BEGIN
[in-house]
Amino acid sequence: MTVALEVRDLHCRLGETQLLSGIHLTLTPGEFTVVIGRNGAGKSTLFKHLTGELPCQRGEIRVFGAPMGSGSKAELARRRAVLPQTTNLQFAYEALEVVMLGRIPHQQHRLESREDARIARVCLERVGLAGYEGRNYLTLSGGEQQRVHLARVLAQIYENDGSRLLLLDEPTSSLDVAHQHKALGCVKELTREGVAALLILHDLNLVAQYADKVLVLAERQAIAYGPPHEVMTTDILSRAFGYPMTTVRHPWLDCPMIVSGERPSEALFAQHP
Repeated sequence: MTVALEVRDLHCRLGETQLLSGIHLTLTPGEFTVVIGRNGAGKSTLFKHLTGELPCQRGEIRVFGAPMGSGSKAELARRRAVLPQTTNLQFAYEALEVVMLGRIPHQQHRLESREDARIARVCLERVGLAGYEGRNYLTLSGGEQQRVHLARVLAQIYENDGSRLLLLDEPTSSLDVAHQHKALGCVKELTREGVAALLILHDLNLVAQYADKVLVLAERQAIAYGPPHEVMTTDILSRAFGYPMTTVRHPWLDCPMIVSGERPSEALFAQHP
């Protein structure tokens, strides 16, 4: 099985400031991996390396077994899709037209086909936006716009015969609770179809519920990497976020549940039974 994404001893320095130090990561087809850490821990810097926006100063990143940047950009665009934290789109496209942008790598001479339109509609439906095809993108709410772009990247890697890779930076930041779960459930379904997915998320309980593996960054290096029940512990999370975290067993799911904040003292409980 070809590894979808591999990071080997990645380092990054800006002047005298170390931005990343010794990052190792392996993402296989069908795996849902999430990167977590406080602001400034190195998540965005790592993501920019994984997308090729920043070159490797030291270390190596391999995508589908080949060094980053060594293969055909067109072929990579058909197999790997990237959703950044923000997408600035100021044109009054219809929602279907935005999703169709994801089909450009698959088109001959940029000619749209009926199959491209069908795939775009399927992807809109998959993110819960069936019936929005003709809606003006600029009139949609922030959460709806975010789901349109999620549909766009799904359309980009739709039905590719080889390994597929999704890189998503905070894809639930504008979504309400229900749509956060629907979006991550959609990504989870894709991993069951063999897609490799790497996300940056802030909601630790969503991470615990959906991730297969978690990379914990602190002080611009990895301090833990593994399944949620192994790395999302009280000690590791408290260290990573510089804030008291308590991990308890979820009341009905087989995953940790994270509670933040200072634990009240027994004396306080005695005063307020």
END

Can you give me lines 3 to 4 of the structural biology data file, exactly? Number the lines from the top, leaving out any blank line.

Repeated sequence: MTVALEVRDLHCRLGETQLLSGIHLTLTPGEFTVVIGRNGAGKSTLFKHLTGELPCQRGEIRVFGAPMGSGSKAELARRRAVLPQTTNLQFAYEALEVVMLGRIPHQQHRLESREDARIARVCLERVGLAGYEGRNYLTLSGGEQQRVHLARVLAQIYENDGSRLLLLDEPTSSLDVAHQHKALGCVKELTREGVAALLILHDLNLVAQYADKVLVLAERQAIAYGPPHEVMTTDILSRAFGYPMTTVRHPWLDCPMIVSGERPSEALFAQHP
């Protein structure tokens, strides 16, 4: 099985400031991996390396077994899709037209086909936006716009015969609770179809519920990497976020549940039974 994404001893320095130090990561087809850490821990810097926006100063990143940047950009665009934290789109496209942008790598001479339109509609439906095809993108709410772009990247890697890779930076930041779960459930379904997915998320309980593996960054290096029940512990999370975290067993799911904040003292409980 070809590894979808591999990071080997990645380092990054800006002047005298170390931005990343010794990052190792392996993402296989069908795996849902999430990167977590406080602001400034190195998540965005790592993501920019994984997308090729920043070159490797030291270390190596391999995508589908080949060094980053060594293969055909067109072929990579058909197999790997990237959703950044923000997408600035100021044109009054219809929602279907935005999703169709994801089909450009698959088109001959940029000619749209009926199959491209069908795939775009399927992807809109998959993110819960069936019936929005003709809606003006600029009139949609922030959460709806975010789901349109999620549909766009799904359309980009739709039905590719080889390994597929999704890189998503905070894809639930504008979504309400229900749509956060629907979006991550959609990504989870894709991993069951063999897609490799790497996300940056802030909601630790969503991470615990959906991730297969978690990379914990602190002080611009990895301090833990593994399944949620192994790395999302009280000690590791408290260290990573510089804030008291308590991990308890979820009341009905087989995953940790994270509670933040200072634990009240027994004396306080005695005063307020």